What propels this life process of humans..
In Buddhism, life of humans on earth is viewed as a single phase of a long and continuous process of living, stretching through time and space. It is assumed that it has had an incalculable past. For each one of us, it is a process of built-in self-generation.
The past is real as having generated the present. The present existence, with its multiple relations with the world we live in, shall generate enough momentum to push it further to another, until and unless we arrest this generative process by careful handling of our reactions and responses to the sensory stimuli we get from the world we live in.

In our day-to-day living process, we charge our physical bodies with psychical activity which is continually generated through our sensory reaction to external stimuli of the world. This process which includes within it both being attracted to and repelled
by our likes and dislikes is called  'grasping'  or   upâdâna.  Buddhism's goal of  Nirvana being the complete arrest and termination of  this  continuous life process, Buddhism's spiritual culture aims at the correction of this process of grasping.

8 Genesis of Human Unhappiness or Dukkha. 
Dukkha or human unhappiness is explained in Buddhism as primarily resulting from the maladjustment of everyone, men, women and children, to the human predicament. Every-thing in the world being subject to the law of change, the inability of the humans to cope with this  change brings about dissatisfaction, frustration  and bitterness  in the  human  mind. The Buddhist  analysis of this highlights  three basic characteristics of the phenomenal world, viz. 1.constant change and transiency or anicca, 2, dissatisfaction or dukkha resulting from the human inability to cope with this basic characteristic, and 3. the consequent  awareness that must come about that humans have no mastery or command over what happens through nature's own way or anatta.

Even in the midst of such a world, a person of good judgement takes a balanced view of the changing nature of the world and is reconciled to it. Such restraint in grabbing at things of the world gives one a great deal of peace and calm : upasanto sukham seti.

9   Tilakkhana or  The Life's Way
Tilkkhana [= the three characteristics] in brief is the summing up of the total Buddhist  viewpoint  with regard to our relationship to the world in which we live. It invariably becomes a cultivated and cultured relationship which is in conformity with our world vision. There are three things to remember. The awareness of the impermanence of things of the world, together with a sensitivity to the stresses and strains it brings upon human life, and coupled finally with the need to reject the mistaken notion of selfhood which hangs all along like a mill-stone round one's neck. A Buddhist has to unequivocally take up this stand. It is undoubtedly the launch-pad from which worldlings have to fire themselves off in their flight to Nirvana.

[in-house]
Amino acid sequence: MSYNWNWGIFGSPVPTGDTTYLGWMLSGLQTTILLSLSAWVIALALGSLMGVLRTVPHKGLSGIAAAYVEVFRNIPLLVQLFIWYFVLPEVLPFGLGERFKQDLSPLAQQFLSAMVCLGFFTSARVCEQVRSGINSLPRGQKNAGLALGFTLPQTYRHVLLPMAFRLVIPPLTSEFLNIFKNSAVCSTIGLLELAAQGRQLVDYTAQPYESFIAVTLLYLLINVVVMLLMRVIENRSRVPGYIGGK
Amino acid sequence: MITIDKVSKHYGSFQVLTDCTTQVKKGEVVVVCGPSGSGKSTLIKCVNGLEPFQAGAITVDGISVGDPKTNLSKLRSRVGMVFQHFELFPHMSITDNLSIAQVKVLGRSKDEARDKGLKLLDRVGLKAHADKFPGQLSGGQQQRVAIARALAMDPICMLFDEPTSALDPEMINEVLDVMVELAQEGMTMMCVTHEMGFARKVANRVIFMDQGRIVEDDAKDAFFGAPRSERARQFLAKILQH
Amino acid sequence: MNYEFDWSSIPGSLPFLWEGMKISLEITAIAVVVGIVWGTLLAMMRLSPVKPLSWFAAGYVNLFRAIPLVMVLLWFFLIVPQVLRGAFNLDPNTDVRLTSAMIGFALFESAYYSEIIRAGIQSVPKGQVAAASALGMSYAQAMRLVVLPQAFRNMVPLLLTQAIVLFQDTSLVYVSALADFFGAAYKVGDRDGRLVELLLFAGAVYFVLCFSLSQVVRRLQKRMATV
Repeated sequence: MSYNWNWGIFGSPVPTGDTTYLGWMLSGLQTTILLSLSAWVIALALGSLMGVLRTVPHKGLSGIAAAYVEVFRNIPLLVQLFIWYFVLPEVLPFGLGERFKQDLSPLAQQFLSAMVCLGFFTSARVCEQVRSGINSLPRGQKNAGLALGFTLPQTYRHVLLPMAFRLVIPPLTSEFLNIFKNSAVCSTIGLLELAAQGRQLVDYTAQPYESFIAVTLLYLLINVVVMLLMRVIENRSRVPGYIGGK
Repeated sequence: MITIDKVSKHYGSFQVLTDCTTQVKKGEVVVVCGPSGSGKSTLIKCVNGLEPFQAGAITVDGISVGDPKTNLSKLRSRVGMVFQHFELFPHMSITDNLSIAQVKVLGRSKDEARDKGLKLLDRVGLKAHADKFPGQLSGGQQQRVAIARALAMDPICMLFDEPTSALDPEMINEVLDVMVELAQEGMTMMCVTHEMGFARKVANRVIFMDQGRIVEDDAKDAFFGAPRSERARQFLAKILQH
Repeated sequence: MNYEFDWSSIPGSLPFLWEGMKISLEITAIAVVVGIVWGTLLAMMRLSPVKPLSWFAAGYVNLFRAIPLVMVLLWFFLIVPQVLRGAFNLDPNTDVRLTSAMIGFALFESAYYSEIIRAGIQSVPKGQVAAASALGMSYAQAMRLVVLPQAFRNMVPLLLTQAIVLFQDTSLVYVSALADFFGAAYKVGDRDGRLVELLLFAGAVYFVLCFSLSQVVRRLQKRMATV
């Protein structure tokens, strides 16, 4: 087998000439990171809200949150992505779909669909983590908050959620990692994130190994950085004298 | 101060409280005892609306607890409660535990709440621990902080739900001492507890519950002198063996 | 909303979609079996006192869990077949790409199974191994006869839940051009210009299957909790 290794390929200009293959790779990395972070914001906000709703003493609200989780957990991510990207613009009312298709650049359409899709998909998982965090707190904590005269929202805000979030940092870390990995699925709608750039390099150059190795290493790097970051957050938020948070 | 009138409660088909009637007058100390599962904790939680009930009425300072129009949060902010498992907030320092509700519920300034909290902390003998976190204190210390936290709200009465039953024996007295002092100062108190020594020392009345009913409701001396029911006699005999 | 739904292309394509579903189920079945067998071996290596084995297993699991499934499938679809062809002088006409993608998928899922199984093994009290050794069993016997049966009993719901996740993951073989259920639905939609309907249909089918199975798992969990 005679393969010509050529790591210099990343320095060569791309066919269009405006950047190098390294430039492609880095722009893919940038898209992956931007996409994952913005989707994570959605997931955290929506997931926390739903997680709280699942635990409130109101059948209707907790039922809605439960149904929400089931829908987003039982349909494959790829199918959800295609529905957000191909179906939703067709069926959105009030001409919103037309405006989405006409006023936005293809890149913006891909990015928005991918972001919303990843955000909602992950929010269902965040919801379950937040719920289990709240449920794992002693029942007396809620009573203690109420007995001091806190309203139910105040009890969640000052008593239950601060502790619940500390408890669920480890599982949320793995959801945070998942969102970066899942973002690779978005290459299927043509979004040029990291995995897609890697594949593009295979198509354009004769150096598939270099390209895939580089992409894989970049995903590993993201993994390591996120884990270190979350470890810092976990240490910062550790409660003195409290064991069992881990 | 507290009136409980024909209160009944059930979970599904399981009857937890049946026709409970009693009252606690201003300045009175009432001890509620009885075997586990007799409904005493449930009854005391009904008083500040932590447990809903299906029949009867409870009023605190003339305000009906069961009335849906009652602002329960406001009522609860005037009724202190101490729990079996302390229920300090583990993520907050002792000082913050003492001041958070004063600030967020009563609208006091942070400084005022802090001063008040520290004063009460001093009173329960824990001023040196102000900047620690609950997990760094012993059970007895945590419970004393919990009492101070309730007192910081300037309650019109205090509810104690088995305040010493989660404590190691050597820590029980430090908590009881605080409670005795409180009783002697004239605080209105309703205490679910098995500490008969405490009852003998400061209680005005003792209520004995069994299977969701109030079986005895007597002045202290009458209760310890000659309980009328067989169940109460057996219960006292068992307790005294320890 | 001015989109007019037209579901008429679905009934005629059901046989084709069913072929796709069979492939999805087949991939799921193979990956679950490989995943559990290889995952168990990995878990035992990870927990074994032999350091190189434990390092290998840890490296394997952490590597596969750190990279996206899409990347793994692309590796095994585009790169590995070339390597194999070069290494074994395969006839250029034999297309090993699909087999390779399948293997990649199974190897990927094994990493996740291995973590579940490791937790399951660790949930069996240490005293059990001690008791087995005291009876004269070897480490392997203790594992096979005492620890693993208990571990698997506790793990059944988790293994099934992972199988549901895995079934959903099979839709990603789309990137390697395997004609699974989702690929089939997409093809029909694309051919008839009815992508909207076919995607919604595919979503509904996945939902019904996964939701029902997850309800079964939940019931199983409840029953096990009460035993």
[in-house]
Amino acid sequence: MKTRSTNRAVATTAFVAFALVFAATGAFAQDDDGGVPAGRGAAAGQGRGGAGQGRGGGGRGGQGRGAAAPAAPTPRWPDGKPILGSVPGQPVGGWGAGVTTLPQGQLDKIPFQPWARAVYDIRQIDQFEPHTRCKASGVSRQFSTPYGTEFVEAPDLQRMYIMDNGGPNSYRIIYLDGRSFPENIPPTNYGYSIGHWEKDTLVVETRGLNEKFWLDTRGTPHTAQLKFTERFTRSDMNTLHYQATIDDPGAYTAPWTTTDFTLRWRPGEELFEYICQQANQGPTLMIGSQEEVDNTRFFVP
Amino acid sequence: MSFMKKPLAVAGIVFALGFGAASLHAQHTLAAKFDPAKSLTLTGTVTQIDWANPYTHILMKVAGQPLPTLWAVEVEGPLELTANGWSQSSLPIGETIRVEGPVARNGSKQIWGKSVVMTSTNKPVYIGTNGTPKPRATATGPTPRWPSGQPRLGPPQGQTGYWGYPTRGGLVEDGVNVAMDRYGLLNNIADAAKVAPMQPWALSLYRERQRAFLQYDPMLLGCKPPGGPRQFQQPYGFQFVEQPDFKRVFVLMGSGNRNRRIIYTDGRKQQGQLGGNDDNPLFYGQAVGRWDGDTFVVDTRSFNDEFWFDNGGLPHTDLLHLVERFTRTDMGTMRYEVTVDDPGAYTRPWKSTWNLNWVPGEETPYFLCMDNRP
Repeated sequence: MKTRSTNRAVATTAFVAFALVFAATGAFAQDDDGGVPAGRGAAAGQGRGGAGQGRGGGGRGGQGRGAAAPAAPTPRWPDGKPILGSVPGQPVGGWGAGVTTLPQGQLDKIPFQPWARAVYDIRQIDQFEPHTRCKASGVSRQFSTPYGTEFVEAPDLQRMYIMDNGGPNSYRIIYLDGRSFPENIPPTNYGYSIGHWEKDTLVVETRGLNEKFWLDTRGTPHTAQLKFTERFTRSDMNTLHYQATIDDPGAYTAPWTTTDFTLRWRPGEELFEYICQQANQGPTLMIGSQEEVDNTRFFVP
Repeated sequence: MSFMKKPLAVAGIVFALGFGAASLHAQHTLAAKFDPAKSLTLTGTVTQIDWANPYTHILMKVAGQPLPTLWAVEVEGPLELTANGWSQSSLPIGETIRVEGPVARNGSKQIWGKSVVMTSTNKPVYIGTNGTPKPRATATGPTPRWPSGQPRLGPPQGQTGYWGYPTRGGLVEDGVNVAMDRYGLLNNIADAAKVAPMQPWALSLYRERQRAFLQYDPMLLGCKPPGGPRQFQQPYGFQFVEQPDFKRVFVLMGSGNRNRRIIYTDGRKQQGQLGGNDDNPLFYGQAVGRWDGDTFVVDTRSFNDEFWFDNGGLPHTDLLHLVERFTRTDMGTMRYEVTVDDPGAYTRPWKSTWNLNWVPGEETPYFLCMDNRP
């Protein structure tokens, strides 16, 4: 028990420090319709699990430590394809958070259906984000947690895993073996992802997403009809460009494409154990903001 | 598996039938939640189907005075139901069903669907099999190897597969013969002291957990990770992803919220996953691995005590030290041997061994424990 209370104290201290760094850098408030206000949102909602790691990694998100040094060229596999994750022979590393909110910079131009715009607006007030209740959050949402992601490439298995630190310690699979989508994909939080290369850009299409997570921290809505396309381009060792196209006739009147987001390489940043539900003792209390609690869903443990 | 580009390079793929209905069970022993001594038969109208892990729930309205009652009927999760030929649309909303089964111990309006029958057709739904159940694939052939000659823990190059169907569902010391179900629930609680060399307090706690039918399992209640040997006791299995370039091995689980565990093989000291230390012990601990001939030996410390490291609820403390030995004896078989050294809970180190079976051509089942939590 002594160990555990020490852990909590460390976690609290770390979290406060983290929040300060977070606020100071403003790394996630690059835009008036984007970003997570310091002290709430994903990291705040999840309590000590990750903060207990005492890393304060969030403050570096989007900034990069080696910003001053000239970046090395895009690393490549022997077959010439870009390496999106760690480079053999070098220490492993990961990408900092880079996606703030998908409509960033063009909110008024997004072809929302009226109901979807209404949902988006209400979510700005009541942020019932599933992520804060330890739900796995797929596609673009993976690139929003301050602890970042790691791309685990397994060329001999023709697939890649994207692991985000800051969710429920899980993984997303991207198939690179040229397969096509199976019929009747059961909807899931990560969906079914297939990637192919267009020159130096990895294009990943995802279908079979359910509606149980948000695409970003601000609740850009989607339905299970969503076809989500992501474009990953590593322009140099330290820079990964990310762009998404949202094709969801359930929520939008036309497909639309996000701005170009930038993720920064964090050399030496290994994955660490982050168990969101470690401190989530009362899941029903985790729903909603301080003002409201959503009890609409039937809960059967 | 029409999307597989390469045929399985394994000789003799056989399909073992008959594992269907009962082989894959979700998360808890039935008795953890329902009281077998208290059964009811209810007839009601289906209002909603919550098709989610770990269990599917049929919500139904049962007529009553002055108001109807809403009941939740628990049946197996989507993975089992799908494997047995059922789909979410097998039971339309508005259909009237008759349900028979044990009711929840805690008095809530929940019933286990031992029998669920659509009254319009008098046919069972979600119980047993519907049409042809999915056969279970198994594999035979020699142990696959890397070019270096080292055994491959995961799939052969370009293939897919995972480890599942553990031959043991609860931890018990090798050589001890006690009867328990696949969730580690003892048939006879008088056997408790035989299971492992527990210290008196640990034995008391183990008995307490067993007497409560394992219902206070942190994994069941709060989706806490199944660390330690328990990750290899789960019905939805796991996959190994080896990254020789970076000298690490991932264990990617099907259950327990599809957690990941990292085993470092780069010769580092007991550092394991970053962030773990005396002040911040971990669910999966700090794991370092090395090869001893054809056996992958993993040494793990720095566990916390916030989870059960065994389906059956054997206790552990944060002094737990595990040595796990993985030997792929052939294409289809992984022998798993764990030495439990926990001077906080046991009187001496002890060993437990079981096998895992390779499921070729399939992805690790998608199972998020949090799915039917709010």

10   Towards Spiritual Growth : From the First Steps.
The specific path to spiritual growth or liberation  in Buddhism is termed the Noble Eightfold Way. It has necessarily to begin with a correctness of vision [sammâditthi]. Please note that this is not paññâ or wisdom of the Buddhist threefold training or tisso sikkhâ. One does this correction of vision by acquiring from a reliable authority the true scriptural tradition [parato ghoso] and dwelling upon it with diligent deliberation [yoniso manasikâro]. This immediately stresses the role of the individual in Budhism.

In the seven succeeding items of the Eightfold Path, each preceding one yields the following as is very clear from the Pali  [Mahâcattârîsaka Sutta at M.N.III.p.76] which in natural succession says sammâditthissa sammâsankappo pahoti  sammâsankappassa sammâvâcâ  pahoti .. sammâsatissa sammâsamâdhi pahoti. Having thus completed the listing in the Eightfold Path, the Sutta proceeds thereafter to add the following two items :  ñâna as No.9 [which is the equivalent of paññâ] and vimutti as No.10 in order to complete the process of finally reaching one's liberation in Nirvana. Thus the text runs : sammâsamâdhissa sammâñânm  pahoti sammâñânassa sammâvimutti pahoti.Ibid. The arahant is said to go through these ten stages to reach his final goal.

Look forward to the below titles
11. The Threefold Refuge : The Buddha as Master, His Teachings and his Worthy Disciples

12. Buddha as Master  :  Historical and extra-historical [ Time and Space wise ]

For the benefit of any further clarification :email ibric@metta.lk